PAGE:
And I know that as a sinful human being, I have this part of me, this sinful human nature, that says, “at least I’m not as bad as that person,” because you know what? As much as we like lying and thinking we’re not that way – well, we are.

I know these things.

But sometimes… sometimes we get clobbered with a brick.

This week, one woman in my congregation, through what appears to be callous disregard, hurt another woman in my congregation and caused her some pain and distress. For the sake of clarity, I shall give them fake names: Bertha hurt Hilda. When I encountered the problem, Hilda was in church taking care of something. She was mad at herself for being mad at Bertha for hurting her. “I should be a Christian. I should just let it go.”

I reminded Hilda that anger is not a bad thing necessarily. She had been sinned against. The proper thing was not to grin and bear it, nor to strike out. Rather, she should deal with it directly. Pull the woman aside and talk to her, one-on-one. Show the sin, and hope to announce forgiveness. Hilda and I prayed together for wisdom and strength, and forgiveness for Hilda’s anger as well.

And when I walked away… I chewed on it for a long time. Bertha had caused problems before. She is such a broken person, and this is just the latest instance. And I kept chewing. I didn’t pay attention to my children; I was busy thinking about how to deal with Bertha. My Bride tried talking to me. I didn’t hear her; I was busy constructing a rebuke for Bertha. Why is Bertha so broken? (more…)

Holy Week Hell

If the devil can steal Jesus from a church, he wins. One of the easiest ways he can do that is to drive the Pastor away from Jesus, particularly during those times when the most people are naturally thinking about church – like, say, Christmas and Easter. There’s a reason that Christmas and Easter are just insane with people inside a church saying, “Oh, we have to do this! We have to do that!” whether or not God’s Word says we must do anything. If the pastor is so busy he loses Jesus, Satan wins. If the pastor is too drug down by the woes of this world, he has such a hard time pointing to Jesus.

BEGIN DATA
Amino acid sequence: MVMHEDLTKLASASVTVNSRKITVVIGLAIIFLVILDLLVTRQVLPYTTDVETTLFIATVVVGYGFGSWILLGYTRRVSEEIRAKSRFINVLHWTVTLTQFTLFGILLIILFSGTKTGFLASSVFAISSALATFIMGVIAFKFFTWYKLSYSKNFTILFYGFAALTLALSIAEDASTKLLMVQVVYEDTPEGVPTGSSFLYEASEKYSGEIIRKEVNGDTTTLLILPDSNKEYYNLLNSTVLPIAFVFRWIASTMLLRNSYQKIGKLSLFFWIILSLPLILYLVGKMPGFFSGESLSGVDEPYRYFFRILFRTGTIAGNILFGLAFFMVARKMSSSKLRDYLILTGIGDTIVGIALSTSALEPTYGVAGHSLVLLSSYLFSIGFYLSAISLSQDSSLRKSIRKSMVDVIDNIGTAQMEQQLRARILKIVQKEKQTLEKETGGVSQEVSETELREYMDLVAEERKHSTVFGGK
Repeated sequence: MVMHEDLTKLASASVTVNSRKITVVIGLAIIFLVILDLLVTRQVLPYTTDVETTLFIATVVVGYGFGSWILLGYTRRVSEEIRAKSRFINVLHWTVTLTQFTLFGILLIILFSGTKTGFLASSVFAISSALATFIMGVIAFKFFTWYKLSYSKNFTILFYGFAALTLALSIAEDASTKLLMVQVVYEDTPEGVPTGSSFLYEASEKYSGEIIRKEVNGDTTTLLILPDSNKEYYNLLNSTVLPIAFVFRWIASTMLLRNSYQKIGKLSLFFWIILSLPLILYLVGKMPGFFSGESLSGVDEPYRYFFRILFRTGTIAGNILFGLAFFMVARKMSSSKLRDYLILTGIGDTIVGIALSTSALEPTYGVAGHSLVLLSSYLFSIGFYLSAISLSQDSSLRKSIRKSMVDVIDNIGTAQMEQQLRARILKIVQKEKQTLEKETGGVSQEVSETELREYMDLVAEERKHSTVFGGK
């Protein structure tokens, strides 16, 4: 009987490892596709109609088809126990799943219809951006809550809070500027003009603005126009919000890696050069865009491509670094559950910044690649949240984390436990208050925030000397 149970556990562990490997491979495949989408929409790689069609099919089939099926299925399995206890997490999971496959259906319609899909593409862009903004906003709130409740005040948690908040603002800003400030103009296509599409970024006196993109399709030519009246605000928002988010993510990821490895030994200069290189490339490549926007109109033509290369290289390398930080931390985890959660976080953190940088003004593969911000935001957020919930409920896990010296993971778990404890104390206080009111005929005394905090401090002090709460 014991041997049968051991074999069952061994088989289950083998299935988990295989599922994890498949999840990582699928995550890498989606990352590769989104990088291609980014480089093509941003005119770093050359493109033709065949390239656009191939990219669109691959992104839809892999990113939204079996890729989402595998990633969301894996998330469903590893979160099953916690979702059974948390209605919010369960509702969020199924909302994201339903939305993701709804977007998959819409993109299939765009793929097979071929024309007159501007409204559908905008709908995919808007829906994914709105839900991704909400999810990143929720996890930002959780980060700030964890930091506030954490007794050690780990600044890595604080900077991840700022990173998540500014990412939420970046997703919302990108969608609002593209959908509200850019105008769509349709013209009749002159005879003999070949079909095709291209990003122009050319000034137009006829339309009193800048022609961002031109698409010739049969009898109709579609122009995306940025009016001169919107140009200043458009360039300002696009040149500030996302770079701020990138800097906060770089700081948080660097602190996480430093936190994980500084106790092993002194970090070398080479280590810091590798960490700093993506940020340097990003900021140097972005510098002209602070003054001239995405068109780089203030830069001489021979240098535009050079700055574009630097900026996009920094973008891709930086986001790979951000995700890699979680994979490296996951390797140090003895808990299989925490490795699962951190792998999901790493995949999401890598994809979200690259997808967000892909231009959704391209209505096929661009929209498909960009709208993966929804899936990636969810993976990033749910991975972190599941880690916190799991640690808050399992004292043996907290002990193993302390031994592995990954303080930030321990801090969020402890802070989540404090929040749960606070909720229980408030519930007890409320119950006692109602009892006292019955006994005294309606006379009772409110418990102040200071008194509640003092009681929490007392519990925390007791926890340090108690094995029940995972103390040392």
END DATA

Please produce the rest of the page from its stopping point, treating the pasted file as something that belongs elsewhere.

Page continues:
They warned us at Seminary that anything that can possibly go wrong during Holy Week – the week that started today, Palm Sunday, and runs through Easter a week from today – anything that can go wrong this week, will. Expect it.

For an average pastor, Holy Week is already insane. An average Lutheran pastor will have to prepare worship for Maundy Thursday, Good Friday, and sundry services Easter morning. Considering it takes me ten to fifteen hours of time – easily – to write and memorize a sermon, three sermons in a week is a lot of work.

But then you throw in additional weights: I get to preach a Christian victory service – you may know it as a funeral – for a man I’ve served since arriving here. It is an honor to serve him in this way. It is also additional work in an already busy week.

I get to lead a chapel devotion at a local Christian school. Again, an honor – but an additional weight in a busy week.

There’s numerous things in the church I need to take care of, or at least oversee. Yes, ok, we’re set for Easter breakfast. Yep, we’ve got someone lined up for projector in the many services. Choir looks to be all ready!

All that is important work, and while the funeral will certainly be emotional, it will be a good emotional.

But now the actual weights start coming in. Things that aren’t just “busy but things we can do,” but things that burden the heart and make it hard for me to get up. (more…)